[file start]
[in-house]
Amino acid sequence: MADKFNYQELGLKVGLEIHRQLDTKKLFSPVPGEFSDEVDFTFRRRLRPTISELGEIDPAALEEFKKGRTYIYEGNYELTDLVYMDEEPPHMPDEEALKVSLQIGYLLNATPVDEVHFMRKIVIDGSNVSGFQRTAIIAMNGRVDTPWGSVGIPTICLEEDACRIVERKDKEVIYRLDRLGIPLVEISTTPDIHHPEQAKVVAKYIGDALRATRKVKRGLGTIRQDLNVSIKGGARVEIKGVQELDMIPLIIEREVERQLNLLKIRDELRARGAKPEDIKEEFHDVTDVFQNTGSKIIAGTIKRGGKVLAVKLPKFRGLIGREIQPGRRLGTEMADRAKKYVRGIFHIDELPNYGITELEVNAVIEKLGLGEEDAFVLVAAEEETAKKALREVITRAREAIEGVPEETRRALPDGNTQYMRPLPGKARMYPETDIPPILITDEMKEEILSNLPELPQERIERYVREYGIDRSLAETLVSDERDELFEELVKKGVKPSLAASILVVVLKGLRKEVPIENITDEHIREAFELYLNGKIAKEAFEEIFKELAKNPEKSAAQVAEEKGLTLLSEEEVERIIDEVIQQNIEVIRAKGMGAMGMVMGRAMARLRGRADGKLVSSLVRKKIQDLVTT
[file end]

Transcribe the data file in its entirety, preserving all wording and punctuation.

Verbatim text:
[in-house]
Amino acid sequence: MADKFNYQELGLKVGLEIHRQLDTKKLFSPVPGEFSDEVDFTFRRRLRPTISELGEIDPAALEEFKKGRTYIYEGNYELTDLVYMDEEPPHMPDEEALKVSLQIGYLLNATPVDEVHFMRKIVIDGSNVSGFQRTAIIAMNGRVDTPWGSVGIPTICLEEDACRIVERKDKEVIYRLDRLGIPLVEISTTPDIHHPEQAKVVAKYIGDALRATRKVKRGLGTIRQDLNVSIKGGARVEIKGVQELDMIPLIIEREVERQLNLLKIRDELRARGAKPEDIKEEFHDVTDVFQNTGSKIIAGTIKRGGKVLAVKLPKFRGLIGREIQPGRRLGTEMADRAKKYVRGIFHIDELPNYGITELEVNAVIEKLGLGEEDAFVLVAAEEETAKKALREVITRAREAIEGVPEETRRALPDGNTQYMRPLPGKARMYPETDIPPILITDEMKEEILSNLPELPQERIERYVREYGIDRSLAETLVSDERDELFEELVKKGVKPSLAASILVVVLKGLRKEVPIENITDEHIREAFELYLNGKIAKEAFEEIFKELAKNPEKSAAQVAEEKGLTLLSEEEVERIIDEVIQQNIEVIRAKGMGAMGMVMGRAMARLRGRADGKLVSSLVRKKIQDLVTT